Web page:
High Water and Dam Safety

Duke Energy works closely with local, county and state emergency management officials during high water and flooding conditions to provide information to help ensure they can make appropriate public action decisions. If you have questions about what actions you should take during such events, please review the information below, contact your local county emergency management office and visit ready.gov.

Emergency sirens

2018 Siren test dates: January 10, April 11, July 11, October 10.
  

Duke Energy is proud to be part of the community, and we are committed to being a safe and reliable neighbor. Because of the close proximity of some residents living immediately downstream of the Bridgewater, Rhodhiss, Mountain Island, Nantahala, Queens Creek, Bryson, Wolf Creek, Tanasee Creek and Walters dams, warning sirens have been installed to provide initial notification for evacuation. These sirens are used to notify residents of potential emergencies, including dam failures.

As part of our safety culture, Duke Energy conducts periodic maintenance siren tests to ensure the sirens work properly. Residents living around those areas are notified of siren test dates. Siren tests will sound for three minutes. During this time, no public action is necessary.
 
In an actual emergency, sirens would sound continuously. Area residents are advised to relocate immediately to higher ground and tune to local news media for further instructions from local emergency management agencies.
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Be alert

People who live along lakes, streams and other low-lying and flood-prone areas should pay close attention to local media for changing weather conditions and rising lake and river levels.

  • Know your area's flood risk. During rains that have lasted for several hours or even several days, be attentive to the chance of flooding.
  • Listen to local radio or television stations for possible flooding information, as well as NOAA weather radio for watch and warning bulletins.
  • For the latest, most up-to-date lake information, visit the lake levels page or call Duke Energy’s Lake Information Line at 800.829.5253.

Flooding safety

At Duke Energy, safety is our first priority throughout every storm. According to the American Red Cross, electrocutions are the second-leading cause of death during and after floods. Below are some electrical safety guidelines to help protect you and your family when coping with flooding.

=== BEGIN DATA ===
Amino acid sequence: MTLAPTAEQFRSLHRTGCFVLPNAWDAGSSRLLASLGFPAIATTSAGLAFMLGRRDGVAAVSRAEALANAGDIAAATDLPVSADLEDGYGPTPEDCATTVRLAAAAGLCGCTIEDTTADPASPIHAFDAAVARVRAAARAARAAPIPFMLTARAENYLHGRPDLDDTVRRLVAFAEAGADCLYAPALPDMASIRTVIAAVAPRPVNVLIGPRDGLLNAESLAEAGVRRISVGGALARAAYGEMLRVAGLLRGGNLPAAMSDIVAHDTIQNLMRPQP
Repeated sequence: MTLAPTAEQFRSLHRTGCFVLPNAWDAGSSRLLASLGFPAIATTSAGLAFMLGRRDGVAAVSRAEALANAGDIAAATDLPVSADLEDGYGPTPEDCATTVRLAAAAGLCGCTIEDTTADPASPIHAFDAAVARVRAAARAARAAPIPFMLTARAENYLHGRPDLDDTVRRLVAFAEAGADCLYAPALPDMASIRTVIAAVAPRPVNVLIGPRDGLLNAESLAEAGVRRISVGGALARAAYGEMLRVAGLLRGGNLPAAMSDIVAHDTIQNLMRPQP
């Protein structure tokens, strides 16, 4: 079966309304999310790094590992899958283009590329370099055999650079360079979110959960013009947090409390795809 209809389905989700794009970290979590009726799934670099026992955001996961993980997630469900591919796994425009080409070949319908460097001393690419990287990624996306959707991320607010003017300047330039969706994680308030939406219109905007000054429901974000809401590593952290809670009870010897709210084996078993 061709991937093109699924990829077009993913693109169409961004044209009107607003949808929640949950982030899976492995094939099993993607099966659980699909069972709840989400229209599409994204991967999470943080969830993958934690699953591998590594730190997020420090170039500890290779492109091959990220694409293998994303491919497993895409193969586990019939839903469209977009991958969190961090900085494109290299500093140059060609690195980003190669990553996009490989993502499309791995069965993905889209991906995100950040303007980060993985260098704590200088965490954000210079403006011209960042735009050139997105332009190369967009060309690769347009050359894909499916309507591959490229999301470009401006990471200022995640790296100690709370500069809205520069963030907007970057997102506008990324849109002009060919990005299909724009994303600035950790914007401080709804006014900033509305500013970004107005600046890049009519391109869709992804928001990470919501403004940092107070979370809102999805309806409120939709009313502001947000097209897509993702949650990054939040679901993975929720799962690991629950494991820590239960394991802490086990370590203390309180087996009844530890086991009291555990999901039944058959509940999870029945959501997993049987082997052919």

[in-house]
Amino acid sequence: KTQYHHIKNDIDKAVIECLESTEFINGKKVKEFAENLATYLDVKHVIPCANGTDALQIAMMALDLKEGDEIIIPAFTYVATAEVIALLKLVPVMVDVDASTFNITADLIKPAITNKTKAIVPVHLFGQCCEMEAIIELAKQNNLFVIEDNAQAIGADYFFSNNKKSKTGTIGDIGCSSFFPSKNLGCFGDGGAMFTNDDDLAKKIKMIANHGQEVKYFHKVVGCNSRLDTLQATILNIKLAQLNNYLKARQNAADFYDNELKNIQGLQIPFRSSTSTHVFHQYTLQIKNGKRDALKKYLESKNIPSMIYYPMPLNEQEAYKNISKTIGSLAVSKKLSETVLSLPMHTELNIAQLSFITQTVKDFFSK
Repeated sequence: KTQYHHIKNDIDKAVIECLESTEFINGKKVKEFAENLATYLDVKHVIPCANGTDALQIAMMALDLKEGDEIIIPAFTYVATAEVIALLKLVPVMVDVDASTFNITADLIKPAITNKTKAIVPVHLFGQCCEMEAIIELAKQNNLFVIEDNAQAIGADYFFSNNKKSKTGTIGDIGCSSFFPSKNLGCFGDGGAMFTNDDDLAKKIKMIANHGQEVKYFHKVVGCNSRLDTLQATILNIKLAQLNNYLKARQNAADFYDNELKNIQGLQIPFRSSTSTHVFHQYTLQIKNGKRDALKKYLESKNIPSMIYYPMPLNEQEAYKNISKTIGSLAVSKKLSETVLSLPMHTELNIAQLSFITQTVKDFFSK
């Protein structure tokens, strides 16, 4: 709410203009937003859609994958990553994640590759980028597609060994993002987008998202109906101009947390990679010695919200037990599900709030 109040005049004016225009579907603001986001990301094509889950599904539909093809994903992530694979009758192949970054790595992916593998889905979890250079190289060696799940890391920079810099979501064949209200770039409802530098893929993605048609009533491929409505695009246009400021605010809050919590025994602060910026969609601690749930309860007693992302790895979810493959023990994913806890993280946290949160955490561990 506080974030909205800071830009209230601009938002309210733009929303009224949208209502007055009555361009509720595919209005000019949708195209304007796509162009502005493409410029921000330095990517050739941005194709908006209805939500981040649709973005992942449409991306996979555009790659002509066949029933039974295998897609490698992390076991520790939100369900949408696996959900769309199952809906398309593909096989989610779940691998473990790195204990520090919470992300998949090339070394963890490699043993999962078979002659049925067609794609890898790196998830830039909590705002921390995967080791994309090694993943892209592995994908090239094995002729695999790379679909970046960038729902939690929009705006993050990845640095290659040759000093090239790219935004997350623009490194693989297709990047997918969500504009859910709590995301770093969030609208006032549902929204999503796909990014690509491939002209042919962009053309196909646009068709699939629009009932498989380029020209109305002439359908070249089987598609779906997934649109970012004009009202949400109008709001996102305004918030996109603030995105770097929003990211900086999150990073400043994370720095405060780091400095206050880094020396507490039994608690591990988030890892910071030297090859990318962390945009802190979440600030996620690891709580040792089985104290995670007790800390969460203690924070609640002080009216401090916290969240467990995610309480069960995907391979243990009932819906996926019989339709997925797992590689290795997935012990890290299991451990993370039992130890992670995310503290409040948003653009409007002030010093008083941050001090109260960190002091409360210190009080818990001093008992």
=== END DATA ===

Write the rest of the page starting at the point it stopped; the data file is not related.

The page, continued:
Before the flood

  • Learn about your community's emergency plans, warning signals, evacuation routes and locations of emergency shelters. Visit www.ready.gov for more information.
  • Identify potential home hazards and know how to secure or protect them before the flood strikes.
  • Turn off electrical power if there is standing water, fallen power lines or before you evacuate.
  • Turn off gas and water supplies.

Flooding guidelines

  • Turn off your power at the circuit breaker panel or fuse box if rising water threatens your home or if you evacuate your home.
  • Stay away from downed power lines and electrical wires. DO NOT drive over or stand near downed power lines. Electric current passes easily through water.
  • Never replace a fuse or touch a circuit breaker with wet hands or while standing on a wet or damp surface.
  • Do not try to drive through flooded areas; most flood-related deaths occur in automobiles.
  • If your home or business is flooded, Duke Energy cannot reconnect power until the electrical system has been inspected by a licensed electrician. If there is damage, an electrician will need to make necessary repairs and obtain verification from your local building inspection authority before power can be restored.

Safety around hydro stations and dams

Dams and spillways can be beautiful to look at, but the water immediately above (upstream) and immediately beneath (downstream) them is treacherous. Duke Energy reminds the public to observe these safety rules. They could save your life.

  • Watch for rising water levels.
  • Know where high ground is and move there quickly if you see or hear rapidly rising water.
  • Heed warning signs posted near threatening areas, and avoid boating and swimming in these areas.
  • Be especially cautious at night, the time of day most difficult to recognize the dangers.
  • Look for unusual swirling currents that can pull boats and people toward the dam and under the water.
  • Watch for strong currents, wear life jackets and stay alert to changing weather conditions.
  • Stay alert for partially submerged objects. High water can sweep heavy debris into the lakes.

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